At the age of 96, Chinese American grassroots activist, organizer, philosopher and author Grace Lee Boggs has more than seven decades of experience in Civil Rights activism, the Black Power movement, feminism, labor rights, Asian American rights, and environmental and food justice. Boggs, along with her husband and fellow activist, James Boggs, founded Detroit Summer — a multiracial, inter-generational collective based in Detroit. This collective has been working to transform communities through youth leadership, creativity and collective action for over 20 years.
Boggs notably called for a re-imagining of activism, stating in an interview with Hyphen,
I would say to a young activist, “Do visionary organizing. Turn your back on protest organizing and recognize how that leads you more and more to defensive operations, whereas visionary organizing gives you the opportunity to encourage the creative capacity in people and it’s very fulfilling.”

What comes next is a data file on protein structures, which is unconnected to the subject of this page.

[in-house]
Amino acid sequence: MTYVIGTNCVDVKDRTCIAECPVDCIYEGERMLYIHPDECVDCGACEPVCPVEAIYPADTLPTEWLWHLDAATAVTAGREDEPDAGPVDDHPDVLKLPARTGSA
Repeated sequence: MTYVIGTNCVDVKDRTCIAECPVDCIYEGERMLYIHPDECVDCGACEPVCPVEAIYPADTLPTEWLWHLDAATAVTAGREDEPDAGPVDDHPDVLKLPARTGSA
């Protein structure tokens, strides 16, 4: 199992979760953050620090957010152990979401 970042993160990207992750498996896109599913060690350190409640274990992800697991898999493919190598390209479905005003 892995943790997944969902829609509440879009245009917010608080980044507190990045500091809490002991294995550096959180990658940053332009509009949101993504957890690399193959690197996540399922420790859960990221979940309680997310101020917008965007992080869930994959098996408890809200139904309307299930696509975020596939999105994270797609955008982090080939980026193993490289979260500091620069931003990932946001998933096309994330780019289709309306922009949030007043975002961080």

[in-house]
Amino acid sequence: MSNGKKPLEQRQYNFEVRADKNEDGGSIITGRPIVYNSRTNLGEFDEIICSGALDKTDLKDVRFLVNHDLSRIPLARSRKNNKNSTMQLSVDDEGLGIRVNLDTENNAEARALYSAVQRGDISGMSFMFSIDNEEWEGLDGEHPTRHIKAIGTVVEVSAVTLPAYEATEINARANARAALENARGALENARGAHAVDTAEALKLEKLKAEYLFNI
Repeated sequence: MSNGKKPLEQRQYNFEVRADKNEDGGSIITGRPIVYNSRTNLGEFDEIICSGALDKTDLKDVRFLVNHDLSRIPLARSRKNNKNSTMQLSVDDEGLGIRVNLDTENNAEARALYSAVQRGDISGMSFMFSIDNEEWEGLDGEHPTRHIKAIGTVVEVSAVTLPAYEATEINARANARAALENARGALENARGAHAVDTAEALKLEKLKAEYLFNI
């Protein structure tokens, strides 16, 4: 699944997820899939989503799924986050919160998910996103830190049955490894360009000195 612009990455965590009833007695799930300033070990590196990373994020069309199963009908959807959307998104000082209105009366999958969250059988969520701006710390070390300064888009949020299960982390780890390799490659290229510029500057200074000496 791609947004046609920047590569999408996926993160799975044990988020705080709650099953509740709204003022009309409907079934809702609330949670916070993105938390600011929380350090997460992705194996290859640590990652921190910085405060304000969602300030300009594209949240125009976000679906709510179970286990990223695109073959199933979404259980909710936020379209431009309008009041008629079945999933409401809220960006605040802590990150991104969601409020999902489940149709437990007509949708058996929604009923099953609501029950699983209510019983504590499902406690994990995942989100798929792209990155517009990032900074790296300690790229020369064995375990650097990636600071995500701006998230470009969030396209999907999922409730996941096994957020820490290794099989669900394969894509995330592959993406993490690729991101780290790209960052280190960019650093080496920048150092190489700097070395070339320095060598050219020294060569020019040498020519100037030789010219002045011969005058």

In addition to Detroit Summer, the Boggs Educational Center focuses on nurturing creative thinkers to contribute to their communities. Programs like these reflect her commitment to a re-imagined activism.
Similarly, organizations like the Campaign for Stronger Democracy work to encourage high levels of civilian participation in the democratic process through collaboration, transparency, and community problem solving. As Grace Lee Boggs exemplifies, grassroots organizing like this enhance social justice and encourage growth and change in our society.
You can learn more about the life of Grace Lee Boggs in the upcoming documentary American Revolutionary: The Evolution of Grace Lee Boggs. You can also read more about her brand of activism in her book The Next American Revolution: Sustainable Activism for the Twenty-First Century.
By Lauren Silver